9. 9.
    Alfano CM, Smith AW, Irwin ML et al (2007) Physical activity, long-term symptoms, and physical health-related quality of life among breast cancer survivors: a prospective analysis. J Cancer Surviv 1(2):116–128PubMedCentralPubMedCrossRefGoogle Scholar
  10. 10.
    Irwin ML, Smith AW, McTiernan A et al (2008) Influence of pre-and postdiagnosis physical activity on mortality in breast cancer survivors: the health, eating, activity, and lifestyle study. J Clin Oncol 26(24):3958–3964PubMedCentralPubMedCrossRefGoogle Scholar
  11. 11.
    Patterson RE, Cadmus LA, Emond JA, Pierce JP (2010) Physical activity, diet, adiposity and female breast cancer prognosis: a review of the epidemiologic literature. Maturitas 66(1):5–15PubMedCrossRefGoogle Scholar
  12. 12.
    Chlebowski RT (2012) Clinical perspective: influence of modifiable lifestyle factors, body weight, physical activity, and alcohol on breast cancer outcome. BMC Cancer l 6(35):1–11Google Scholar
  13. 13.
    Sestak I, Distler W, Forbes JF, Dowsett M, Howell A, Cuzick J (2010) Effect of body mass index on recurrences in tamoxifen and anastrozole treated women: an exploratory analysis from the ATAC trial. J Clin Oncol 28(21):3411–3415PubMedCrossRefGoogle Scholar
  14. 14.
    Rock CL, Demark-Wahnefried W (2002) Can lifestyle modification increase survival in women diagnosed with breast cancer? J Nutr 132(11):3504S–3509SPubMedGoogle Scholar
  15. 15.
    Demark-Wahnefried W, Rock CL (2003) Nutrition-related issues for the breast cancer survivor. Semin Oncol 30(6):789–798PubMedCrossRefGoogle Scholar
  16. 16.
    Chlebowski RT, Aiello E, McTiernan A (2002) Weight loss in breast cancer patient management. J Clin Oncol 20(4):1128–1143PubMedCrossRefGoogle Scholar
  17. 17.
    Ligibel J (2011) Obesity and breast cancer. Oncology 25(11):994–1000PubMedGoogle Scholar
  18. 18.
    Chlebowski RT (2012) Obesity and breast cancer outcome: adding to the evidence. J Clin Oncol 30(2):126–128PubMedCrossRefGoogle Scholar
  19. 19.
    Kroenke CH, Chen WY, Rosner B, Holmes MD (2005) Weight, weight gain, and survival after breast cancer diagnosis. J Clin Oncol 23(7):1370–1378PubMedCrossRefGoogle Scholar
  20. 20.
    Caan BJ, Emond JA, Natarajan L et al (2006) Post-diagnosis weight gain and breast cancer recurrence in women with early stage breast cancer. Breast Cancer Res Treat 99(1):47–57PubMedCrossRefGoogle Scholar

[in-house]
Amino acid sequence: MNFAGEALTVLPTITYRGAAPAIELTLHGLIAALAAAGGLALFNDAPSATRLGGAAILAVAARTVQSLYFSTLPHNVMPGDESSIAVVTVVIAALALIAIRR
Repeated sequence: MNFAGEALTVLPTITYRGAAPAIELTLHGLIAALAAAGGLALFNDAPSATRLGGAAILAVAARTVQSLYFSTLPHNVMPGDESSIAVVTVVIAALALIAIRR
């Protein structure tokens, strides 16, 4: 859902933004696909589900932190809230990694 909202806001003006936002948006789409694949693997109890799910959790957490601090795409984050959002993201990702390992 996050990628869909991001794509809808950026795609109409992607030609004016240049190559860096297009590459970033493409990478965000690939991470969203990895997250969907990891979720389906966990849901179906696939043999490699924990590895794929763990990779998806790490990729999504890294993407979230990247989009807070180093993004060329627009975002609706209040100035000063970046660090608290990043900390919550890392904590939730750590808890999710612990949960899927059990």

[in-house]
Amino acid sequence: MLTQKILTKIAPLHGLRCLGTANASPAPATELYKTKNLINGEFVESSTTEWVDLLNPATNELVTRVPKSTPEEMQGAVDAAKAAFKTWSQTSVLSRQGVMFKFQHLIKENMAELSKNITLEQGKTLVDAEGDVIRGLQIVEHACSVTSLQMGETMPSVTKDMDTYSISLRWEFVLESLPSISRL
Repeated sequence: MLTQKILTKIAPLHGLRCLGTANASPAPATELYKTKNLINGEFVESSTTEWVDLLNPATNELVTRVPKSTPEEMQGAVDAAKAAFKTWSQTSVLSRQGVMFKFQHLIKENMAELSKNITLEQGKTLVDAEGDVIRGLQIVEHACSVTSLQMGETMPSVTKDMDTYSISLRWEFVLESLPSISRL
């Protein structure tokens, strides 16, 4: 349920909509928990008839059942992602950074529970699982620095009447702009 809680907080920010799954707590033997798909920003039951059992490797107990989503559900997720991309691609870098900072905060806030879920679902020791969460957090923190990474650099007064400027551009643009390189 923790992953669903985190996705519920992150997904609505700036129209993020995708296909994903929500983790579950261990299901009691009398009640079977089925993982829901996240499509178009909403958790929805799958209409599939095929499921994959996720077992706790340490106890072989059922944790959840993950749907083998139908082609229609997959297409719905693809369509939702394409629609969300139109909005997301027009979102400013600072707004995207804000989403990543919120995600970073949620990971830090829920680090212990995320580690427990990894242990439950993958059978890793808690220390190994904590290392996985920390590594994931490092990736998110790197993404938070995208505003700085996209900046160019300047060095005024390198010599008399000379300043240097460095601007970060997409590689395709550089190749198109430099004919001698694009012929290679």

21. 21.
    Caan BJ, Kwan ML, Hartzell G et al (2008) Pre-diagnosis body mass index, post-diagnosis weight change, and prognosis among women with early stage breast cancer. Cancer Causes Control 19(10):1319–1328PubMedCentralPubMedCrossRefGoogle Scholar
  22. 22.
    Caan BJ, Kwan ML, Shu XO et al (2012) Weight change and survival after breast cancer in the after breast cancer pooling project. Cancer Epidemiol Biomarkers Prev 21(8):1260–1271PubMedCentralPubMedCrossRefGoogle Scholar
  23. 23.
    Caan BJ, Emond JA, Su HI et al (2012) Effect of postdiagnosis weight change on hot flash status among early-stage breast cancer survivors. J Clin Oncol 30(13):1492–1497PubMedCrossRefGoogle Scholar
  24. 24.
    Moshler CE, Sloane R, Morey MC et al (2009) Associations between lifestyle factors and quality of life among older long-term breast, prostate, and colorectal cancer survivors. Cancer 115(17):4001–4009CrossRefGoogle Scholar
  25. 25.
    Irwin ML, Alvarez-Reeves M, Cadmus L et al (2009) Exercise improves body fat, lean mass, and bone mass in breast cancer survivors. Obesity 17(8):1534–1541PubMedCentralPubMedCrossRefGoogle Scholar
  26. 26.
    Rogers LQ, Hopkins-Price P, Vicari S et al (2009) Physical activity and health outcomes three months after completing a physical activity behavior change intervention: persistent and delayed effects. Cancer Epidemiol Biomarkers Prev 18(5):1410–1418PubMedCrossRefGoogle Scholar
  27. 27.
    Demark-Wahnefried W, Hars V, Conaway MR et al (1997) Reduced rates of metabolism and decreased physical activity in breast cancer patients receiving adjuvant chemotherapy. Am J Clin Nutr 65(5):1495–1501PubMedGoogle Scholar
  28. 28.
    Demark-Wahnefried W, Peterson BL, Winer EP et al (2001) Changes in weight, body composition, and factors influencing energy balance among premenopausal breast cancer patients receiving adjuvant chemotherapy. J Clin Oncol 19(9):2381–2389PubMedGoogle Scholar